A new study published in the Journal of the American Medical Association (JAMA) indicates that hearing loss is associated with poorer health and increased hospitalization in older adults.
“Hearing loss (HL) is a chronic condition that affects nearly 2 of every 3 adults aged 70 years or older in the United States. Hearing loss has broader implications for older adults, being independently associated with poorer cognitive and physical functioning. The association of HL with other health economic outcomes, such as health care use, is unstudied,” writes Dane J. Genther, MD, of Johns Hopkins University School of Medicine, Baltimore, and colleagues, in a Research Letter.
The authors, who include Hearing Review contributor Frank R. Lin, MD, PhD, investigated the association of HL with hospitalization and burden of disease in a nationally representative study of adults 70 years of age or older.
The researchers analyzed combined data from the 2005-2006 and 2009-2010 cycles of the National Health and Nutrition Examination Survey (NHANES), an ongoing epidemiological study designed to assess the health and functional status of the civilian, noninstitutionalized United States population. Air-conduction pure-tone audiometry was administered to all individuals aged 70 years or older, according to established NHANES protocols. Hearing was defined using World Health Organization criteria. Data on hospitalizations (during the previous 12 months) and on burden of disease (during the previous 30 days) were gathered through computer-assisted or interviewer-administered questionnaires.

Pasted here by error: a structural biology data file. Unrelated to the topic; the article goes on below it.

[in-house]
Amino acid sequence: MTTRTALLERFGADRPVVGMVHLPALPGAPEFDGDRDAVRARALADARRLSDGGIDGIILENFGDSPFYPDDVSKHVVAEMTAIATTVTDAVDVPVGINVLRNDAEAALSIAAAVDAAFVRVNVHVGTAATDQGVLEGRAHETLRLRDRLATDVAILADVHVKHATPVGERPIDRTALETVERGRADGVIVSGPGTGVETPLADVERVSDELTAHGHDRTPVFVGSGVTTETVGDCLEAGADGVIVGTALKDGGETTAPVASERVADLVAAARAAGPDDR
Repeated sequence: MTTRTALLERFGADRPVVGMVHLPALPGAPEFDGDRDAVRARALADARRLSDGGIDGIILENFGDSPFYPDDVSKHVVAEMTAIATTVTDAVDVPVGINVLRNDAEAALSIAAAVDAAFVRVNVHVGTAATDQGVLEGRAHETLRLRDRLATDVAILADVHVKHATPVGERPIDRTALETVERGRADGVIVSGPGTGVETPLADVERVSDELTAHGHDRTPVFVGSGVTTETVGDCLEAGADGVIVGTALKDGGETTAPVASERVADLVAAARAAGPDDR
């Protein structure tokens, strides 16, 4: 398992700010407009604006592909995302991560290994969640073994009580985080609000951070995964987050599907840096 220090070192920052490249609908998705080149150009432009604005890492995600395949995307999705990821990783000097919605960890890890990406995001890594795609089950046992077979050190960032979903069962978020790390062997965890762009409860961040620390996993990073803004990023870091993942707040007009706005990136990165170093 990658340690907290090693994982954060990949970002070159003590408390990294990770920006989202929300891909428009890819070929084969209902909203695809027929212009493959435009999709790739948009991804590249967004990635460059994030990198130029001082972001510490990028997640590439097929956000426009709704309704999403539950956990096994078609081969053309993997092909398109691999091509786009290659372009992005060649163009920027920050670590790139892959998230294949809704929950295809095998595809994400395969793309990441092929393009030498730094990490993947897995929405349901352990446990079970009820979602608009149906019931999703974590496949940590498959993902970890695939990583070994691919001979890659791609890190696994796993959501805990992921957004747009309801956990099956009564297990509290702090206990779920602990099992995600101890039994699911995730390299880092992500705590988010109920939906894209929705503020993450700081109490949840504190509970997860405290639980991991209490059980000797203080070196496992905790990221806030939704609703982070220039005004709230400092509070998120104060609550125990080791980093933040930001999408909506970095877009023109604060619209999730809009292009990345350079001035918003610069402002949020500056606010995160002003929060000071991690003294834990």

The authors found that compared with individuals with normal hearing (n=529), individuals with HL (n=1,140) were more likely to have a positive history for cardiovascular risk factors, have a history of hospitalization in the past year (18.7% vs 23.8%), and have more hospitalizations (1.27 vs 1.52).
“Fully adjusted models accounting for demographic and cardiovascular risk factors demonstrated that HL (per 25 dB) was significantly associated with any hospitalization, number of hospitalizations, more than 10 days of self-reported poor physical health, and more than 10 days of self-reported poor mental health,” the researchers write.
They conclude, however, that “Additional research is needed to investigate the basis of these observed associations and whether hearing rehabilitative therapies could help reduce hospitalizations and improve self-reported health in older adults with HL.”
SOURCE: Journal of the American Medical Association (JAMA)